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Sometimes people look at the teachings of the Baha’i Faith and conclude it is a fantasy, a utopian scheme, that it will never work.
Entrenched in negative views about humanity; with so much disunity, hatred and war over so many thousands of years; it’s easy to understand why people might feel this way.
After all, the Baha’i teachings call for racial unity and harmony, the essential unity of all religions and a federation of the planet’s nations in a World Parliament whose members are elected by the people in their respective countries. Those goals can seem pretty utopian, and it’s easy for most of us to justify cynicism and pessimism. But just for a moment, let’s look at the Baha’i teachings through a different lens, and see if we can envision their outcome.
Baha’u’llah declared that man is noble. In the following quotation from his writings, the words “I” and “Me” refer to God:
O Son of Spirit! I created thee rich, why dost thou bring thyself down to poverty? Noble I made thee, wherewith dost thou abase thyself? Out of the essence of knowledge I gave thee being, why seekest thou enlightenment from anyone beside Me? Out of the clay of love I molded thee, how dost thou busy thyself with another? Turn thy sight unto thyself, that thou mayest find Me standing within thee, mighty, powerful and self-subsisting. – Baha’u’llah, The Hidden Words, pp. 6-7.
That we human beings have been so dis-unified and destructive over the past millennia reflects our spiritual and emotional immaturity. As we enter humanity’s long-awaited age of maturity, which the Baha’i teachings promise us, we must now change our negative attitudes toward ourselves and each other by embracing our nobility and dignity—and translate this into respectful, loving behavior.
The Baha’i Faith helps us do this because it works! It destroys the walls of hatred, skepticism, prejudice, cynicism, fear, disunity, and resentment, replacing them with love, unity, harmony, respect, kindness, and justice. How does it destroy these walls and build bridges of unity?
First of all, Baha’is study the writings of Baha’u’llah and the other central figures of the Baha’i Faith. Then we sincerely strive to practice the spiritual teachings given in these writings to the best of our abilities in our daily lives. This is not easy and requires daily vigilance over one’s behavior.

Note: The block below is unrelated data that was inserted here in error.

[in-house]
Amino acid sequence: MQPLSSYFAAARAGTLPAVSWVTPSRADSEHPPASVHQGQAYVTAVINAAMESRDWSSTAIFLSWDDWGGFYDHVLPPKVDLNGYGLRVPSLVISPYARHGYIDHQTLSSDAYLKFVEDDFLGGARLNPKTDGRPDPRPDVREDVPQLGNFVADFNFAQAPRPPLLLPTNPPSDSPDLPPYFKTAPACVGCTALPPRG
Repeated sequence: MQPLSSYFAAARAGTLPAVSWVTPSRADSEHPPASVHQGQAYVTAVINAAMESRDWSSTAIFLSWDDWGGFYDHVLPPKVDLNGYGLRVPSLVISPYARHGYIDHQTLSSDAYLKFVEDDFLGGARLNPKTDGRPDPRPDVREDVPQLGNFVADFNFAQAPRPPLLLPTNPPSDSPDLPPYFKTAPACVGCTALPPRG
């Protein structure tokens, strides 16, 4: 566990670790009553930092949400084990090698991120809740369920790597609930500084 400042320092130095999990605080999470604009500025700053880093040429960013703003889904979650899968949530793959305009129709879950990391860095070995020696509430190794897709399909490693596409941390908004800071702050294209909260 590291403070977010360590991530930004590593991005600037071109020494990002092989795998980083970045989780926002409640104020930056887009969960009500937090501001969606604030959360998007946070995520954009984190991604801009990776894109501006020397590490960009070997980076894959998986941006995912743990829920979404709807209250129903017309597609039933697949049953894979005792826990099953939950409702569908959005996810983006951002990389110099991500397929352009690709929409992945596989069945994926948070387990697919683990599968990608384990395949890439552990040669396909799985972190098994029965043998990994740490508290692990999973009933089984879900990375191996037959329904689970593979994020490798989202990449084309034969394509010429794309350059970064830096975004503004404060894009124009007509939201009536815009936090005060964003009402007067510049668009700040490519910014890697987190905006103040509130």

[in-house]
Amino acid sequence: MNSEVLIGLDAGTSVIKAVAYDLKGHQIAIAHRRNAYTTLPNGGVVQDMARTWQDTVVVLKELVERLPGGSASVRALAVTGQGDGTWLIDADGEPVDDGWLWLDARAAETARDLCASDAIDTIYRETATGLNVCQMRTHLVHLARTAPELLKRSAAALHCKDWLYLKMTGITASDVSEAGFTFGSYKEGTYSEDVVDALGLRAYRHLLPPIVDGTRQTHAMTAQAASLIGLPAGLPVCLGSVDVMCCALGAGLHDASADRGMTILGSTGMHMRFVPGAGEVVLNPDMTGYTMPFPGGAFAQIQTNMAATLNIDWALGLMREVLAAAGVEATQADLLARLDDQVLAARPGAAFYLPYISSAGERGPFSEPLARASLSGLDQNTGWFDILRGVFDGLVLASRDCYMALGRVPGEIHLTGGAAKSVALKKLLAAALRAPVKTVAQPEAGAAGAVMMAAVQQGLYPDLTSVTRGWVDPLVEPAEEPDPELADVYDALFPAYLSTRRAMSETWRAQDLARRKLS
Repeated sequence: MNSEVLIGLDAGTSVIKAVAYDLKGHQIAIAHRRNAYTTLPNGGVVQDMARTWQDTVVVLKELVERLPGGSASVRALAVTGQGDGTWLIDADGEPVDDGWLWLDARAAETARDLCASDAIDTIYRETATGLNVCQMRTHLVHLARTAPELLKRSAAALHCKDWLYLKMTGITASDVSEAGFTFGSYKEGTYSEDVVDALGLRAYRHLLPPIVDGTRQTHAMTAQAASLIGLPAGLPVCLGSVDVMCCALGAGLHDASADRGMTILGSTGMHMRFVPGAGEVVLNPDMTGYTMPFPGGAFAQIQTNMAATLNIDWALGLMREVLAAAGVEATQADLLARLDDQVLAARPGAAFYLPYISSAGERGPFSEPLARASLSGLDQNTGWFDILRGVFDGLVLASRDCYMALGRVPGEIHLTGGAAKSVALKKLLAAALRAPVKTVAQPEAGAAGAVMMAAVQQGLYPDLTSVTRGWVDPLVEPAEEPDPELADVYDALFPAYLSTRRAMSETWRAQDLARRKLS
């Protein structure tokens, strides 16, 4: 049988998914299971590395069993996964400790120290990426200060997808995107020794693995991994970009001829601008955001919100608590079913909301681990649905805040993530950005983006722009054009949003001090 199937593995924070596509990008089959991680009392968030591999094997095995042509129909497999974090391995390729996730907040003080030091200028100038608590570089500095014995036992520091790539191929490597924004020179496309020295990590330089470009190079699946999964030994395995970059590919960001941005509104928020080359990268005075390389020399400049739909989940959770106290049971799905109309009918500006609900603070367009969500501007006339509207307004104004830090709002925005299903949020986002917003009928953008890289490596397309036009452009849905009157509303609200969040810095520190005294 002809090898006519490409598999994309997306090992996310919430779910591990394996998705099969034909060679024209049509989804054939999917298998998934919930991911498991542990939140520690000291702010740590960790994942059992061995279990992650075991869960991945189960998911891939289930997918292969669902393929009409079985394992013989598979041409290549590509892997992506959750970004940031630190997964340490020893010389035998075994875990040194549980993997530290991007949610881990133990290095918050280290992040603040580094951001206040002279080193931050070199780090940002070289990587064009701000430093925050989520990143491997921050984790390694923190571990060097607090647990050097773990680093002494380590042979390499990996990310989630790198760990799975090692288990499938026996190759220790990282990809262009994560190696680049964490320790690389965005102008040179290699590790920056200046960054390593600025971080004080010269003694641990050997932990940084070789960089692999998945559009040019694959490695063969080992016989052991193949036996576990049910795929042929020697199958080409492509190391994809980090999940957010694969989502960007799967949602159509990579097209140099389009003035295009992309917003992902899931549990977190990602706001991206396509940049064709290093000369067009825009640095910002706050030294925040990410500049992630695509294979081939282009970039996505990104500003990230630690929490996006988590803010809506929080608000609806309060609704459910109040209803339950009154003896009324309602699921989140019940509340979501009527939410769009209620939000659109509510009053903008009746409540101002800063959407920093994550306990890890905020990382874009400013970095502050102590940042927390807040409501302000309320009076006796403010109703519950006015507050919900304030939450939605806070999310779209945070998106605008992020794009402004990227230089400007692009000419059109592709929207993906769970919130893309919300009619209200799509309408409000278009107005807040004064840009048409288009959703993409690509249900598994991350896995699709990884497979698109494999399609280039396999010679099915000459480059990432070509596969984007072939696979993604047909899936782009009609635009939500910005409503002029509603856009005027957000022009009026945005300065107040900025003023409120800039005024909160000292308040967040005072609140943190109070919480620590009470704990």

Second, because the Baha’i community consists of great diversity, Baha’is must get along with all kinds of people they wouldn’t normally know. This enables the Baha’is, both individually and as a global community, to face prejudices we aren’t even aware that we have. It provides tests and opportunities for tremendous spiritual and emotional growth. This too is not easy, and it can be painful to admit to ourselves that we have prejudices—but it’s necessary if humanity truly wants peace and love to spread.
Because elimination of prejudices of all kinds is obligatory for Baha’is, and mandatory if we are going to have world peace, we have no choice but to eliminate it, no matter how long it takes, and no matter how hard the struggle. The result? Ultimately, people from all backgrounds grow closer to one another in unity and harmony.
Third, the entire Baha’i world is on the same page. Baha’is all work together for only one purpose: the spiritual transformation and unification of the entire human race, one neighborhood at a time.
Baha’is are serious about the process of community building. In addition to our other meetings, we have four core activities open to everyone in neighborhoods, in villages, in large cities and in small towns around the world. These activities consist of prayer meetings called devotionals that often include music as well as prayers from the other major world religions; children’s classes; junior youth groups; and study circles for those interested in learning more about Baha’u’llah, his teachings and writings, and being of service to others.
Fourth, no matter where you go on our planet, when you meet Baha’is in other localities, you are warmly welcomed. This is the essence of what it means to be part of the global Baha’i community—we are all one, and we can all embrace our diversity.
Fifth, and most important, Baha’u’llah wrote a binding Covenant to protect the Baha’i Faith from division, sectarianism and schism, and to enable it to expand and consolidate throughout the world while maintaining its unity. He created democratically-elected divine institutions at the local, national, and international levels to channel the Baha’i teachings and protect them from the fragmentation that has happened to so many former Faiths.
As a result, there is only one Baha’i Faith. For the first time in human history, a major world religion has succeeded in preserving its unity from the very beginning.
Because of that Covenant and the institutions Baha’u’llah has created, the Baha’i teachings assure us that its ultimate purpose will one day be achieved: the spiritual unification of the entire human race and the promise of world peace.
With these five powerful ways to build bridges of unity, it’s no wonder that the Baha’i Faith works in practice, not just in theory. If you’re skeptical, I invite you to investigate this unique phenomenon with an open mind and open heart, and reach your own conclusions.